HWA Announces the 2011 Bram Stoker Award Nominees!

I just received the following press release from the Horror Writers Association.  I am absolutely over the moon to learn that my novel, Flesh Eaters, was nominated in the Best Novel category!  There are so many great writers and works on this year’s list that I’m a little overwhelmed with the company.  My heartfelt congratulations to all the nominees.

Now, to cross my fingers and wait for the announcement in Salt Lake City…

From the Horror Writers Association:

For immediate release

February 18, 2012

Contact Lisa Morton, HWA Bram Stoker Awards Event Organizer    lisa@lisamorton.com

Horror Writers Association announces 2011 Bram Stoker Award™ Nominees Each year, the Horror Writers Association presents the Bram Stoker Awards™ for Superior Achievement in the field of horror writing, named in honor of Bram Stoker, author of the seminal horror work Dracula. Since 1987, the approximately 700 members of the HWA have recommended, nominated and voted on the greatest works of horror and dark fantasy of the previous calendar year, making the Bram Stoker Awards the most prestigious award in the field of horror literature.

For the first time in 2011, half the nominees were chosen by juries. The awards are presented in eleven categories: Novel, First Novel, Young Adult Novel, Graphic Novel, Long Fiction, Short Fiction, Screenplay, Fiction Collection, Anthology, Non-fiction, and Poetry Collection. The organization’s Active and Lifetime members will select the winners from this list of nominees; and the Awards will be presented at a gala banquet on Saturday evening, March 31, at the World Horror Convention in Salt Lake City, Utah.

This year’s nominees in each category are:

SUPERIOR ACHIEVEMENT IN A NOVEL

A Matrix Of Angels by Christopher Conlon (Creative Guy Publishing)

Cosmic Forces by Greg Lamberson (Medallion Press)

Floating Staircase by Ronald Malfi (Medallion Press / Thunderstorm Books)

Flesh Eaters by Joe McKinney (Pinnacle Books)

Not Fade Away by Gene O’Neill (Bad Moon Books)

The German by Lee Thomas (Lethe Press)

SUPERIOR ACHIEVEMENT IN A FIRST NOVEL

Isis Unbound by Allyson Bird (Dark Regions Press)

Southern Gods by John Hornor Jacobs (Night Shade Books)

The Lamplighters by Frazer Lee (Samhain Horror)

The Panama Laugh by Thomas Roche (Night Shade Books)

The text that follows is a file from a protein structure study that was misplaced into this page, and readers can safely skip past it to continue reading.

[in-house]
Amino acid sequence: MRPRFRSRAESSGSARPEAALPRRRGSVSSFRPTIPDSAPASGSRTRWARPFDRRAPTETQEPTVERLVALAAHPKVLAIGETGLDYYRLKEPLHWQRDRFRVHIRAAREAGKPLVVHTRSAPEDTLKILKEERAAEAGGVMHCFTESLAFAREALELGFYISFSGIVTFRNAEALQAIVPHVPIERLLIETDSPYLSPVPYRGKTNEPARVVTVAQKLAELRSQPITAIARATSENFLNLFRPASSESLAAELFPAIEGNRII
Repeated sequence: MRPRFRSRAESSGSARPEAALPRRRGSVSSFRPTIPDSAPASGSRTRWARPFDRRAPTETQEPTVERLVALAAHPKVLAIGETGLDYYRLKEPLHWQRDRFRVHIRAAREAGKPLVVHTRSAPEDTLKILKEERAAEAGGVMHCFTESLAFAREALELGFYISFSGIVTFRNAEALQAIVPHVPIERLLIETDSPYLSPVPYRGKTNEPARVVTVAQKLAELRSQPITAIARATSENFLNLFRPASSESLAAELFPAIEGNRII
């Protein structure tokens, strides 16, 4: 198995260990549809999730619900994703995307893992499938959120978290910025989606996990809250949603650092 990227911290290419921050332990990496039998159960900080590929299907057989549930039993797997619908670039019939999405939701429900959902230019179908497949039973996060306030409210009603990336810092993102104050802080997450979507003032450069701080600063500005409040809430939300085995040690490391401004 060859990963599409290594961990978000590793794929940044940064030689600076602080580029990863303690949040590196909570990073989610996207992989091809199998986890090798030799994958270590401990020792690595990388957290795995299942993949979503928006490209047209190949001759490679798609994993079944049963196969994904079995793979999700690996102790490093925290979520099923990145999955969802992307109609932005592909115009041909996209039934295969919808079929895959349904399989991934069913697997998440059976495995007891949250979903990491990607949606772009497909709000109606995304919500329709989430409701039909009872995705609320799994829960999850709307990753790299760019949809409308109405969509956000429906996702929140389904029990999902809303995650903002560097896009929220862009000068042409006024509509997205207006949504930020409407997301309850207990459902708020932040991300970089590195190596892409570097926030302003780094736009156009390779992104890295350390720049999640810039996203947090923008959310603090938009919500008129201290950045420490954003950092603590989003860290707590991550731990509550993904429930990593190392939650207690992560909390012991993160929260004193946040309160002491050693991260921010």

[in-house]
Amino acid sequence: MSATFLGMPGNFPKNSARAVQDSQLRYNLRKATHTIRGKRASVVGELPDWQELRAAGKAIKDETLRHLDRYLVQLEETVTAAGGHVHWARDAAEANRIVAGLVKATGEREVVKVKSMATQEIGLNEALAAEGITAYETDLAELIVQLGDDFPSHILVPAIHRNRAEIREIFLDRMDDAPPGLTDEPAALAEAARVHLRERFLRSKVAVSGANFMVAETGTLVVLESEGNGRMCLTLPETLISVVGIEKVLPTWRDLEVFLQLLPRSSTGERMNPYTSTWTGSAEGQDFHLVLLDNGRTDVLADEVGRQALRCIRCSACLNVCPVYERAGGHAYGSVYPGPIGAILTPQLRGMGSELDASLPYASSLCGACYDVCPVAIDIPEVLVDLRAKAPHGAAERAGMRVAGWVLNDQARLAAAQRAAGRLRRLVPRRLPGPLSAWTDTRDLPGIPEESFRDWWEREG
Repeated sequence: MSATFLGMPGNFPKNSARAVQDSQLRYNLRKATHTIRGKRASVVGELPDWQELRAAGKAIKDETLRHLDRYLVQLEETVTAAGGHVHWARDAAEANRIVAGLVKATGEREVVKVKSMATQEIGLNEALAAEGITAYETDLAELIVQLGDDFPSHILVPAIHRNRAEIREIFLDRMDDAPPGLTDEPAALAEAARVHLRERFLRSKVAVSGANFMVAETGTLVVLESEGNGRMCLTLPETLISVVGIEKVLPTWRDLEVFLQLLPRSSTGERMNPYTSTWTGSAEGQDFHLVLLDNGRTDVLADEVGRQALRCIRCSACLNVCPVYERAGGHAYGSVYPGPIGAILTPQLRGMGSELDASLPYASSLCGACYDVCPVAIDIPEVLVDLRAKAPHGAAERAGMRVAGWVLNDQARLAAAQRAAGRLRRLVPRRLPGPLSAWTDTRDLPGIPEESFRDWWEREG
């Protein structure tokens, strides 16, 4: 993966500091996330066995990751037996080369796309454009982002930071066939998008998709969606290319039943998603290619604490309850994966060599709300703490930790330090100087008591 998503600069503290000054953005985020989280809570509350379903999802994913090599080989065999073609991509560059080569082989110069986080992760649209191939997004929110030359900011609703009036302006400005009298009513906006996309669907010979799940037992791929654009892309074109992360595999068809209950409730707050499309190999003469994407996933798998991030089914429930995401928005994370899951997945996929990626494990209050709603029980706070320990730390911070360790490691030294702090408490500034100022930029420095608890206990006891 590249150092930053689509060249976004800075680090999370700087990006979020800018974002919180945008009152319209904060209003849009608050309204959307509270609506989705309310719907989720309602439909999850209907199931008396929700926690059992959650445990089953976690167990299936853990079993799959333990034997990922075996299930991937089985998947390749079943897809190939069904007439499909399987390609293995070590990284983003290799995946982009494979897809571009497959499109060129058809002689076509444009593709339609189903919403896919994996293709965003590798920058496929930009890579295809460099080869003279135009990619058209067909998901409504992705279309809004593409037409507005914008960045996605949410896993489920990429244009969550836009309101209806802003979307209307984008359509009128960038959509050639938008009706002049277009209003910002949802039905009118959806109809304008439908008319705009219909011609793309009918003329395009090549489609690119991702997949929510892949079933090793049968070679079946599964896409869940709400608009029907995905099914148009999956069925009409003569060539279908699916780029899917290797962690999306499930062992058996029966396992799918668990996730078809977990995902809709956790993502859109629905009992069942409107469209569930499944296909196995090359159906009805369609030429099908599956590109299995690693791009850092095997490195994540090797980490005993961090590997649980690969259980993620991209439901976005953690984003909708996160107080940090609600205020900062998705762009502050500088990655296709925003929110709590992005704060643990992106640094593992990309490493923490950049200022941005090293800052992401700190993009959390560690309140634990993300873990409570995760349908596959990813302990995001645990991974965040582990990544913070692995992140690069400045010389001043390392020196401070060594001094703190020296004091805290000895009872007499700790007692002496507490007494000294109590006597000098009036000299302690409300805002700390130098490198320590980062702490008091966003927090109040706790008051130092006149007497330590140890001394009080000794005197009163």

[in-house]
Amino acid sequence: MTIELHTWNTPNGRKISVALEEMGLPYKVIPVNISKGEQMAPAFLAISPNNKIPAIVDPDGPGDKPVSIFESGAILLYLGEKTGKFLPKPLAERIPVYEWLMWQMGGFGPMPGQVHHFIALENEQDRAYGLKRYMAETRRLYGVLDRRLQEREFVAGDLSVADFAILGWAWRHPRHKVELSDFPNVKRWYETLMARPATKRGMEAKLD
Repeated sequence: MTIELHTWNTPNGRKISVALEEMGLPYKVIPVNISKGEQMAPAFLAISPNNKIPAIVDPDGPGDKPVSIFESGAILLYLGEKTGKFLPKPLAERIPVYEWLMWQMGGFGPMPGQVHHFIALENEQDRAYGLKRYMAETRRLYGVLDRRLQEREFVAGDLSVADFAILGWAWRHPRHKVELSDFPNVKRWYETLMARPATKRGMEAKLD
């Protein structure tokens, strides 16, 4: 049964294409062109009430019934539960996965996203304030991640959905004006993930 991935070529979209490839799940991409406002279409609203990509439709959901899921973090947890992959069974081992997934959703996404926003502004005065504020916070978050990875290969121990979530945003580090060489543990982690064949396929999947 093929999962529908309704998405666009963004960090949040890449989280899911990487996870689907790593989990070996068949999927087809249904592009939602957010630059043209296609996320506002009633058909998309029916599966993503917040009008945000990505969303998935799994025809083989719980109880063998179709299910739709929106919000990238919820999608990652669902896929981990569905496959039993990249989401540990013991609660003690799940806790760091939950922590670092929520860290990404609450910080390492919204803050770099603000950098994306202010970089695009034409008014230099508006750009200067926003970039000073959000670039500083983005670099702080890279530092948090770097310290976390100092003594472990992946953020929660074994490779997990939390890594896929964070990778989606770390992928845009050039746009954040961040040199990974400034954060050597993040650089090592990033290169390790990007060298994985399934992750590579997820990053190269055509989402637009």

That Which Should Not Be by Brett J. Talley (JournalStone)

SUPERIOR ACHIEVEMENT IN A YOUNG ADULT NOVEL

Ghosts of Coronado Bay, A Maya Blair Mystery by J. G. Faherty (JournalStone)

The Screaming Season by Nancy Holder (Razorbill)

Rotters by Daniel Kraus (Delacorte Books for Young Readers)

Dust and Decay by Jonathan Maberry (Simon & Schuster Books for Young Readers)

A Monster Calls by Patrick Ness (Candlewick / Walker)

This Dark Endeavor: The Apprenticeship of Victor Frankenstein by Kenneth Oppel (Simon & Schuster / David Fickling Books)

SUPERIOR ACHIEVEMENT IN A GRAPHIC NOVEL

Anya’s Ghost by Vera Brosgol (First Second)

Locke & Key Volume 4 by Joe Hill (IDW Publishing)

Green River Killer by Jeff Jensen (Dark Horse)

Marvel Universe vs. Wolverine by Jonathan Maberry (Marvel)

Baltimore Volume I: The Plague Ships by Mike Mignola and Christopher Golden (Dark Horse)

Neonomicon by Alan Moore (Avatar Press)

SUPERIOR ACHIEVEMENT IN LONG FICTION

7 Brains by Michael Louis Calvillo (Burning Effigy Press)

“Roots and All” by Brian Hodge (A Book of Horrors)

“The Colliers’ Venus (1893)” by Caitlin R. Kiernan (Naked City: New Tales of Urban Fantasy)

Ursa Major by John R. Little (Bad Moon Books)

Rusting Chickens by Gene O’Neill (Dark Regions Press)

“The Ballad of Ballard and Sandrine” by Peter Straub (Conjunctions: 56)

SUPERIOR ACHIEVEMENT IN SHORT FICTION

“Her Husband’s Hands” by Adam-Troy Castro (Lightspeed Magazine, October 2011)

“Herman Wouk Is Still Alive” by Stephen King (The Atlantic Magazine, May 2011)

“Graffiti Sonata” by Gene O’Neill (Dark Discoveries #18)

“X is for Xyx” by John Palisano (M is for Monster)

“Home” by George Saunders (The New Yorker Magazine, June 13, 2011)

“All You Can Do Is Breathe” by Kaaron Warren (Blood and Other Cravings)

SUPERIOR ACHIEVEMENT IN A SCREENPLAY

True Blood, episode #44: “Spellbound” by Alan Ball (HBO)

The Walking Dead, episode #13: “Pretty Much Dead Already” by Scott M. Gimple (AMC)

The Walking Dead, episode #9: “Save the Last One” by Scott M. Gimple (AMC)

Priest by Cory Goodman (Screen Gems)

The Adjustment Bureau by George Nolfi (Universal Pictures)

American Horror Story, episode #12: “Afterbirth” by Jessica Sharzer (20th Century Fox Television)

SUPERIOR ACHIEVEMENT IN A FICTION COLLECTION

Voices: Tales of Horror by Lawrence C. Connolly (Fantasist Enterprises)

Red Gloves by Christopher Fowler (PS Publishing)

Two Worlds and In Between: The Best of Caitlin R. Kiernan (Volume One) by Caitlin R. Kiernan (Subterranean)

Monsters of L.A. by Lisa Morton (Bad Moon Books)

The Corn Maiden and Other Nightmares by Joyce Carol Oates (Mysterious Press)

Multiplex Fandango by Weston Ochse (Dark Regions Press)

SUPERIOR ACHIEVEMENT IN AN ANTHOLOGY (EDITING)

NEHW Presents: Epitaphs edited by Tracy L. Carbone (NEHW)

Ghosts By Gaslight edited by Jack Dann and Nick Gevers (Harper Voyager)

Blood And Other Cravings edited by Ellen Datlow (Tor Books)

Supernatural Noir edited by Ellen Datlow (Dark Horse)

Tattered Souls 2 edited by Frank J. Hutton (Cutting Block Press)

Demons: Encounters with the Devil and his Minions, Fallen Angels and the Possessed edited by John Skipp (Black Dog and Leventhal)

SUPERIOR ACHIEVEMENT IN NON-FICTION

Halloween Nation: Behind the Scenes of America’s Fright Night by Lesley Pratt Bannatyne (Pelican Publishing)

Reflections in a Glass Darkly: Essays on J. Sheridan Le Fanu edited by Gary William Crawford, Jim Rockhill and Brian J. Showers (Hippocampus Press)

Starve Better by Nick Mamatas (Apex Publications)

Everything You Ever Wanted to Know About Zombies by Matt Mogk (Gallery Books)